REPORT: Sustainable finance in Singapore, Malaysia and Indonesia: A review of financiers' ESG practices, disclosure standards and regulations
Whether it is air pollution in China, haze in Singapore, or water scarcity in India, the evidence that environmental and social issues present growing risks to economic growth is mounting across Asia. Global banks and international institutional investors have begun to address these issues in their financing and investment decision-making processes. It is time for domestic and regional financial institutions to play their part.
This report’s primary audiences are the domestic providers of capital – banks and investors – and financial regulators of Singapore, Indonesia and Malaysia. It focuses on the extent to which these capital providers are considering sustainability in their financing and investment activities, and the adequacy of sustainability reporting requirements in light of existing disclosure levels on material environmental and social issues.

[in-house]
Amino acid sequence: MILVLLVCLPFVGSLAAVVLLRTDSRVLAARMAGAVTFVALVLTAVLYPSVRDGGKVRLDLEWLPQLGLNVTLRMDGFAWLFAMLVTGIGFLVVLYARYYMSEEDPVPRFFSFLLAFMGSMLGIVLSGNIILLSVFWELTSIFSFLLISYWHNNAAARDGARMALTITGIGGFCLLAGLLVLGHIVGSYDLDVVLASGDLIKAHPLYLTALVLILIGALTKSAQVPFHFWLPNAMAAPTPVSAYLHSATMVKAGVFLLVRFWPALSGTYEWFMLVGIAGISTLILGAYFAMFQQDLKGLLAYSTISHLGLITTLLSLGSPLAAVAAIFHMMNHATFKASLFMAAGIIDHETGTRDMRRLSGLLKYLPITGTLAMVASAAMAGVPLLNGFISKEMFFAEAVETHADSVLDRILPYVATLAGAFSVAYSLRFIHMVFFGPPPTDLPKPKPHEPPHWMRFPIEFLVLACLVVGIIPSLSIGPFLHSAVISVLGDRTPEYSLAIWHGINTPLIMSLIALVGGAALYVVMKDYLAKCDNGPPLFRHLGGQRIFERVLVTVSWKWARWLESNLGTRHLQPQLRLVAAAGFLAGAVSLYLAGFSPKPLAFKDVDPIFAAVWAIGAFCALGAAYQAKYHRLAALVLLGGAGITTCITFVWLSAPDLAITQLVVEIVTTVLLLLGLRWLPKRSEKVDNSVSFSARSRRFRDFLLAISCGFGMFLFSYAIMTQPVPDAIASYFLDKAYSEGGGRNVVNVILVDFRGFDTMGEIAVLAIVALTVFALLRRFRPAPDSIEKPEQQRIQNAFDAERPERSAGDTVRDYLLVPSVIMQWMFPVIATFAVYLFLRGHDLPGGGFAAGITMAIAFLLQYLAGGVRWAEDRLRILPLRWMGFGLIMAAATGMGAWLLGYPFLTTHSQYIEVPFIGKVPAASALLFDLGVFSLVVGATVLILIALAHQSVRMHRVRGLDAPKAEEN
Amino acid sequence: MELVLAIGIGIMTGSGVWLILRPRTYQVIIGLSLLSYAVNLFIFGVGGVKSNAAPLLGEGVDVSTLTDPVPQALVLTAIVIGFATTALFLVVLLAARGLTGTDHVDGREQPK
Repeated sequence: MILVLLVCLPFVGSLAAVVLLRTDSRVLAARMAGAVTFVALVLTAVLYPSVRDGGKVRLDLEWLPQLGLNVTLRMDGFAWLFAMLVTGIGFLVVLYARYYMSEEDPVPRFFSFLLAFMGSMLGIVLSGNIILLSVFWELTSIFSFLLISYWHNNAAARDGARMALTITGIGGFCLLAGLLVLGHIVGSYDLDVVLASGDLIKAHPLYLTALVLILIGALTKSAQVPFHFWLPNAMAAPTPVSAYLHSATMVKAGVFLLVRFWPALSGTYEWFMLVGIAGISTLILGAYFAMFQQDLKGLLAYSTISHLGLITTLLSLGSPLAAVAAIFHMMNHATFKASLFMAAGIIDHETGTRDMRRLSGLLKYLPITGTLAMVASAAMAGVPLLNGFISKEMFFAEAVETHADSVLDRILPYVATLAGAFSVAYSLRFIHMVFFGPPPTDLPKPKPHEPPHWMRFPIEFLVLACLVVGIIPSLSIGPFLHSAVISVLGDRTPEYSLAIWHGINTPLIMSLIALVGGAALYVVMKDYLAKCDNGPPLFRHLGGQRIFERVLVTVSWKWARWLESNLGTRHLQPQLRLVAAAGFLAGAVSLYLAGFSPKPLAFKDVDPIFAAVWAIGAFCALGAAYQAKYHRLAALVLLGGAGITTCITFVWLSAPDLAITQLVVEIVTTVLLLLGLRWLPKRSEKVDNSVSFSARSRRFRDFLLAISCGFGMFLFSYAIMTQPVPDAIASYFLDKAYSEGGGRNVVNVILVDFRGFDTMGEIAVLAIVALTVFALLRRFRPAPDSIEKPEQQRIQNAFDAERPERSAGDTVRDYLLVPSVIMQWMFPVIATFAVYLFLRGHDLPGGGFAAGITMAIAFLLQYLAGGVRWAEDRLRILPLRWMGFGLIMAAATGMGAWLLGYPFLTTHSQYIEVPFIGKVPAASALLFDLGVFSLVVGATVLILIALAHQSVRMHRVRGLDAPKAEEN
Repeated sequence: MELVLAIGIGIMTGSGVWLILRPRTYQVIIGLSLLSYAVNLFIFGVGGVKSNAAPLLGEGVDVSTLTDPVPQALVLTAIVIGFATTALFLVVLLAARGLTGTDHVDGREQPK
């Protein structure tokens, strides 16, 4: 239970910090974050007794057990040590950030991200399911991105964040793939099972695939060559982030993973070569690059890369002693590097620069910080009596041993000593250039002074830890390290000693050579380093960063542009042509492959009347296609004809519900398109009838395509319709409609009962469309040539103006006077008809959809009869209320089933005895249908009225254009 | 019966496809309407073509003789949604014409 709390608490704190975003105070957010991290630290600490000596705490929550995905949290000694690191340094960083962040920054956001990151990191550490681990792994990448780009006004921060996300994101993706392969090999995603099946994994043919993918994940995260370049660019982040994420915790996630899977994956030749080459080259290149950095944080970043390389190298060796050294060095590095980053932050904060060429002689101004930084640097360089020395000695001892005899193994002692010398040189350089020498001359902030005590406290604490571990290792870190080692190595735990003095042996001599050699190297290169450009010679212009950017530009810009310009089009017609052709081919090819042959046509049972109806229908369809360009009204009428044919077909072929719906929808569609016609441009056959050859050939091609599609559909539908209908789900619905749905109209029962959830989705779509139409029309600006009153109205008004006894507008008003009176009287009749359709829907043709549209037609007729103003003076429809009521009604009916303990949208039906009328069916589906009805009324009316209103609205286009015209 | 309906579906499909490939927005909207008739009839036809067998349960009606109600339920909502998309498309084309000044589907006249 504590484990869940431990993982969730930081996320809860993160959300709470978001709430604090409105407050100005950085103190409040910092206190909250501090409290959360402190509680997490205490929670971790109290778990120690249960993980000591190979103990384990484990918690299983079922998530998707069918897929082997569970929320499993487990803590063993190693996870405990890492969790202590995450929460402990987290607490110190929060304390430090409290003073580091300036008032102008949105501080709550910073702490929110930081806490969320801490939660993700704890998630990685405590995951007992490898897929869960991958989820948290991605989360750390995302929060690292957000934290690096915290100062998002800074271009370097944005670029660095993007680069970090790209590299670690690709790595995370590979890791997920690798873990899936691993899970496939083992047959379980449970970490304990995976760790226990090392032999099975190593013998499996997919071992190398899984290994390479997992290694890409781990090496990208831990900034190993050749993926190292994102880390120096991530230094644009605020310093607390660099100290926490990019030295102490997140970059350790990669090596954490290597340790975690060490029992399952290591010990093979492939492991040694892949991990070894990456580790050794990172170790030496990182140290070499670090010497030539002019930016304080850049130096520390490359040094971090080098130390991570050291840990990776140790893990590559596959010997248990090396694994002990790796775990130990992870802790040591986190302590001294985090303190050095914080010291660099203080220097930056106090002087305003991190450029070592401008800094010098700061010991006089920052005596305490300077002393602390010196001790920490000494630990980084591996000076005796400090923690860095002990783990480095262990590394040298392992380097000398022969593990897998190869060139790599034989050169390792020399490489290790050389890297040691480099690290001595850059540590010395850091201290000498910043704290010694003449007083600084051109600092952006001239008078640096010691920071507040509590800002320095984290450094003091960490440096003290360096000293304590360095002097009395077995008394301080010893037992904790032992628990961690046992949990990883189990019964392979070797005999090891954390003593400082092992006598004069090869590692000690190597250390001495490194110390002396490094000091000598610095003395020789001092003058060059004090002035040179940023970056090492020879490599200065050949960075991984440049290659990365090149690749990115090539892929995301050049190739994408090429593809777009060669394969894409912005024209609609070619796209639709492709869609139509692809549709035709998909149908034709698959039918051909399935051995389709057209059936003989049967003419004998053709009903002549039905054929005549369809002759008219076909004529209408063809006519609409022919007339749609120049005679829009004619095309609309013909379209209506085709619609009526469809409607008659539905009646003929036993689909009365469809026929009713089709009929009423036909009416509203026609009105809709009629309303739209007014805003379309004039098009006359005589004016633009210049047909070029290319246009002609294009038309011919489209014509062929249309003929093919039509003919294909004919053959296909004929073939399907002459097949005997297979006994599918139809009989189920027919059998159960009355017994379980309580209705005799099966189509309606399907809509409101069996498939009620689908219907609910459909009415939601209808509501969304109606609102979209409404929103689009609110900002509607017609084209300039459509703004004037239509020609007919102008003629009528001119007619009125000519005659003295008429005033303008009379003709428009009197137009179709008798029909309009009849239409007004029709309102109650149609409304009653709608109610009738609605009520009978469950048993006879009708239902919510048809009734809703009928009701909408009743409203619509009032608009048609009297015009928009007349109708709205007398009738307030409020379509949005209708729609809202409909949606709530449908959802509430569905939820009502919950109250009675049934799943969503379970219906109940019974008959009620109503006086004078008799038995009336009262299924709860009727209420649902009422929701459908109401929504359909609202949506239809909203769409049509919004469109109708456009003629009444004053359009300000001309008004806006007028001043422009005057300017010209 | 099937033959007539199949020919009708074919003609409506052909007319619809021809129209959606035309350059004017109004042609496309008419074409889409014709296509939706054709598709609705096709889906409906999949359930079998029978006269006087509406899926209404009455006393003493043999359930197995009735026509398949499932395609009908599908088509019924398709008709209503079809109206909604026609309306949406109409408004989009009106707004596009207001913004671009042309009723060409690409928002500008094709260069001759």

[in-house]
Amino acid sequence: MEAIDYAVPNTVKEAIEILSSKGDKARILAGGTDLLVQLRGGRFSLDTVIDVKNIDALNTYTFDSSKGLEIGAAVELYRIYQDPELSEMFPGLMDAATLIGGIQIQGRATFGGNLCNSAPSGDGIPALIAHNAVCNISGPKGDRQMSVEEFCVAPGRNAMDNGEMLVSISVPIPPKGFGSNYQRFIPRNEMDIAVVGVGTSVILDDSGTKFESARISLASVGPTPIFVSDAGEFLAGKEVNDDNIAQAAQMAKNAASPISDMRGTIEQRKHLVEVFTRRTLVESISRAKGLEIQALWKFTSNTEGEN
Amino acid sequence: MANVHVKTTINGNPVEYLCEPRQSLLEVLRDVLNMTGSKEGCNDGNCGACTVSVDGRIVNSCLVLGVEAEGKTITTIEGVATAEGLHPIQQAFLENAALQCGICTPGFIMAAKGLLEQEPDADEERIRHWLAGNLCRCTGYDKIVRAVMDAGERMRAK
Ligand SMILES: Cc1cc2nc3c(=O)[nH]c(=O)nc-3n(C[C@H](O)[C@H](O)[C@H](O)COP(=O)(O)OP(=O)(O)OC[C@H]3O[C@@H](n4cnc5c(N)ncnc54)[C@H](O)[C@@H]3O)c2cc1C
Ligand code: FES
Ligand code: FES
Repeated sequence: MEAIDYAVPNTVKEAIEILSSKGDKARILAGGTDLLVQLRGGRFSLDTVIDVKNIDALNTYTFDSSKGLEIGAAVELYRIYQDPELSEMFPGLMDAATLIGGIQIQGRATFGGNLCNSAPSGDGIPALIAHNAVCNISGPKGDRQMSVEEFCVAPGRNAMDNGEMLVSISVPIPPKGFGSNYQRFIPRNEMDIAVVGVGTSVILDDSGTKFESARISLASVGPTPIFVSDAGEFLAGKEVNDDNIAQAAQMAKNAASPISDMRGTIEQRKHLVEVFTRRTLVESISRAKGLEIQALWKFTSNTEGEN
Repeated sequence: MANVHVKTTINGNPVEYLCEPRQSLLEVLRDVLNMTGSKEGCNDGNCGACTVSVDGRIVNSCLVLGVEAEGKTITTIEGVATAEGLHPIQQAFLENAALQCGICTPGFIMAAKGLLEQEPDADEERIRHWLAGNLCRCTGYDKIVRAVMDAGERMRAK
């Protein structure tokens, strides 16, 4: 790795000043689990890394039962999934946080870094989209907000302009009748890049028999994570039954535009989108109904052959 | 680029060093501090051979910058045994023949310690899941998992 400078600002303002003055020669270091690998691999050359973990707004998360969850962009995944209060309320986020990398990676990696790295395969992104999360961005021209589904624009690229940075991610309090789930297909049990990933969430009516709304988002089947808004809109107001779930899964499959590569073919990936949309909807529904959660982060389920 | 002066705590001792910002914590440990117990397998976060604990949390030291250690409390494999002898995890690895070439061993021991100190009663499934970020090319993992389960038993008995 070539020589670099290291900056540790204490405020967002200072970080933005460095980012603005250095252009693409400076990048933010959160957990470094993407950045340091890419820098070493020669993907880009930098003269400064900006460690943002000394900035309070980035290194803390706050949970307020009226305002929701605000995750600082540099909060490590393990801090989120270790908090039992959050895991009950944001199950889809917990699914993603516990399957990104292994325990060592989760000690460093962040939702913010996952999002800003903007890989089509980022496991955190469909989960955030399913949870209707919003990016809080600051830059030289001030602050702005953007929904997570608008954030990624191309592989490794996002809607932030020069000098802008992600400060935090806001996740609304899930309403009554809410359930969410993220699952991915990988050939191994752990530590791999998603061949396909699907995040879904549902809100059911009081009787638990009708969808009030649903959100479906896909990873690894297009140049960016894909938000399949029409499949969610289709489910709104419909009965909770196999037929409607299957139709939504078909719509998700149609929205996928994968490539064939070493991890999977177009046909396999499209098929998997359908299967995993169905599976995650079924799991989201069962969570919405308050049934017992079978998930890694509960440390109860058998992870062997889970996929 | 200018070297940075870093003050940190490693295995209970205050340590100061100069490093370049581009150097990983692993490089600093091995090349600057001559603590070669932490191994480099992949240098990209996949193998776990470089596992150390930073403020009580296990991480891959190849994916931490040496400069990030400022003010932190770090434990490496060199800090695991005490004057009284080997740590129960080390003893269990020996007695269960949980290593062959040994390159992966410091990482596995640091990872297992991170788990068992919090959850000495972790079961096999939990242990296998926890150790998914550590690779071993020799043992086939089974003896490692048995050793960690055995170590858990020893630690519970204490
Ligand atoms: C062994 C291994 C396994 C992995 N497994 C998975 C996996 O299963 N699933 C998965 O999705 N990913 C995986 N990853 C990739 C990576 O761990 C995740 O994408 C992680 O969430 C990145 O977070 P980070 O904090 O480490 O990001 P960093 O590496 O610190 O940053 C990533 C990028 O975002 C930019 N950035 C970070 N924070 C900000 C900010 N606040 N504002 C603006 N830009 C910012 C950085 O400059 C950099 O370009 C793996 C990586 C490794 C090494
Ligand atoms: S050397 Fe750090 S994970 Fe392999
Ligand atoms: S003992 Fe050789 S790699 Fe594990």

The report uses the palm oil, timber and pulp & paper sectors as central case studies as these sectors are important for both the domestic economies and as key players in managing risks to the region’s globally important tropical forests. The report bases its assessments on public disclosure.
There is a strong case for banks and investors to address environmental, social and governance (ESG) issues in assessing companies for loans and investment. International financial institutions have begun to do so. Domestic banks and investors are lagging far behind.
This is clear for palm oil, timber and pulp & paper companies, where there is an increasingly accepted commercial rationale for improved management of ESG issues such as those laid out in WWF’s 2050 Criteria. Yet as a group the leading companies from these sectors listed in Singapore, Indonesia and Malaysia provide insufficient relevant disclosure for investors to assess their management of material ESG issues.
International investors have sought to address these disclosure gaps through engagement and collaborative initiatives. There is no evidence that domestic investors have taken such steps.
Similarly the global banks reviewed all have policies on financing forest-related commodity companies. Yet only one of the domestic banks appears to have this type of policy.